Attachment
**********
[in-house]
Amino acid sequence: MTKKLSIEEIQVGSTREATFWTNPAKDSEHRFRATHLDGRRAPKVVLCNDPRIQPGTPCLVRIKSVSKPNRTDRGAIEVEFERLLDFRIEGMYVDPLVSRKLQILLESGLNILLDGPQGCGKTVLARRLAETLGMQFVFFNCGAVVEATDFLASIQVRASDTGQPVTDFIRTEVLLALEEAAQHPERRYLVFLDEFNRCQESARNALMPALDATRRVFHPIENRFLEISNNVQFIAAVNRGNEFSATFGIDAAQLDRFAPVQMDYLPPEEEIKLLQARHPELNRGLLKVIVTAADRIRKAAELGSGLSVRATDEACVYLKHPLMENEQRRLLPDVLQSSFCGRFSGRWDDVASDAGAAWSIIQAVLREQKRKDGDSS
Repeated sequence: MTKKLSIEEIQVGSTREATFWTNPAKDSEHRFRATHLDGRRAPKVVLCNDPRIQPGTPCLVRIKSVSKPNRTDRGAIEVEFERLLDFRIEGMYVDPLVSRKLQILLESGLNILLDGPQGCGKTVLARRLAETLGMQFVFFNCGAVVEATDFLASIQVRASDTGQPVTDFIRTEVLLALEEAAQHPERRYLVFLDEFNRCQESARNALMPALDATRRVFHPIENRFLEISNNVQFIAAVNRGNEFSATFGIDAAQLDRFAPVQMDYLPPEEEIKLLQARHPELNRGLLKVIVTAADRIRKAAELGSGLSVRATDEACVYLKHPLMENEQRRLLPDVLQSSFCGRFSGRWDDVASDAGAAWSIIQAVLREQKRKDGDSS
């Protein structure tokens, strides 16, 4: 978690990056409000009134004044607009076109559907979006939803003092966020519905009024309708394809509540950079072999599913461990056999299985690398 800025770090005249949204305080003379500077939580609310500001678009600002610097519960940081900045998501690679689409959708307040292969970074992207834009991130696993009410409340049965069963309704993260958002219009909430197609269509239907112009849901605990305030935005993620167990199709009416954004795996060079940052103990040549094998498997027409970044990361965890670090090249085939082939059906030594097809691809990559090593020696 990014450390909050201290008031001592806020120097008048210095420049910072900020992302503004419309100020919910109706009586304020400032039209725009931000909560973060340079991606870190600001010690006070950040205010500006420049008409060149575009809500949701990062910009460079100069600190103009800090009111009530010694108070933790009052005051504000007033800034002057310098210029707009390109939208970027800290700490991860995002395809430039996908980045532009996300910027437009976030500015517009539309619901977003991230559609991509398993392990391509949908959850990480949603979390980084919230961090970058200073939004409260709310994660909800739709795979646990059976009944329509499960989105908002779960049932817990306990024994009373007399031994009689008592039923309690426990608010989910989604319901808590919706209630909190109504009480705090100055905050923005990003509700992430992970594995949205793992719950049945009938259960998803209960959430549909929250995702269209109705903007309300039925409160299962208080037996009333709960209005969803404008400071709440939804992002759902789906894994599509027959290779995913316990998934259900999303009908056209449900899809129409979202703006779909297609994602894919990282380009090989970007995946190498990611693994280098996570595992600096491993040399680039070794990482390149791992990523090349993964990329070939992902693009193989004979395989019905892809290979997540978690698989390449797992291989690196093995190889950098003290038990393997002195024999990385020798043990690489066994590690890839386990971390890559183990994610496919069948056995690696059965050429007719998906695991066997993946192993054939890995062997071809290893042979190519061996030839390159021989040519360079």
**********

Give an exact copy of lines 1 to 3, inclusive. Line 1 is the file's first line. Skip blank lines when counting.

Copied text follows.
[in-house]
Amino acid sequence: MTKKLSIEEIQVGSTREATFWTNPAKDSEHRFRATHLDGRRAPKVVLCNDPRIQPGTPCLVRIKSVSKPNRTDRGAIEVEFERLLDFRIEGMYVDPLVSRKLQILLESGLNILLDGPQGCGKTVLARRLAETLGMQFVFFNCGAVVEATDFLASIQVRASDTGQPVTDFIRTEVLLALEEAAQHPERRYLVFLDEFNRCQESARNALMPALDATRRVFHPIENRFLEISNNVQFIAAVNRGNEFSATFGIDAAQLDRFAPVQMDYLPPEEEIKLLQARHPELNRGLLKVIVTAADRIRKAAELGSGLSVRATDEACVYLKHPLMENEQRRLLPDVLQSSFCGRFSGRWDDVASDAGAAWSIIQAVLREQKRKDGDSS
Repeated sequence: MTKKLSIEEIQVGSTREATFWTNPAKDSEHRFRATHLDGRRAPKVVLCNDPRIQPGTPCLVRIKSVSKPNRTDRGAIEVEFERLLDFRIEGMYVDPLVSRKLQILLESGLNILLDGPQGCGKTVLARRLAETLGMQFVFFNCGAVVEATDFLASIQVRASDTGQPVTDFIRTEVLLALEEAAQHPERRYLVFLDEFNRCQESARNALMPALDATRRVFHPIENRFLEISNNVQFIAAVNRGNEFSATFGIDAAQLDRFAPVQMDYLPPEEEIKLLQARHPELNRGLLKVIVTAADRIRKAAELGSGLSVRATDEACVYLKHPLMENEQRRLLPDVLQSSFCGRFSGRWDDVASDAGAAWSIIQAVLREQKRKDGDSS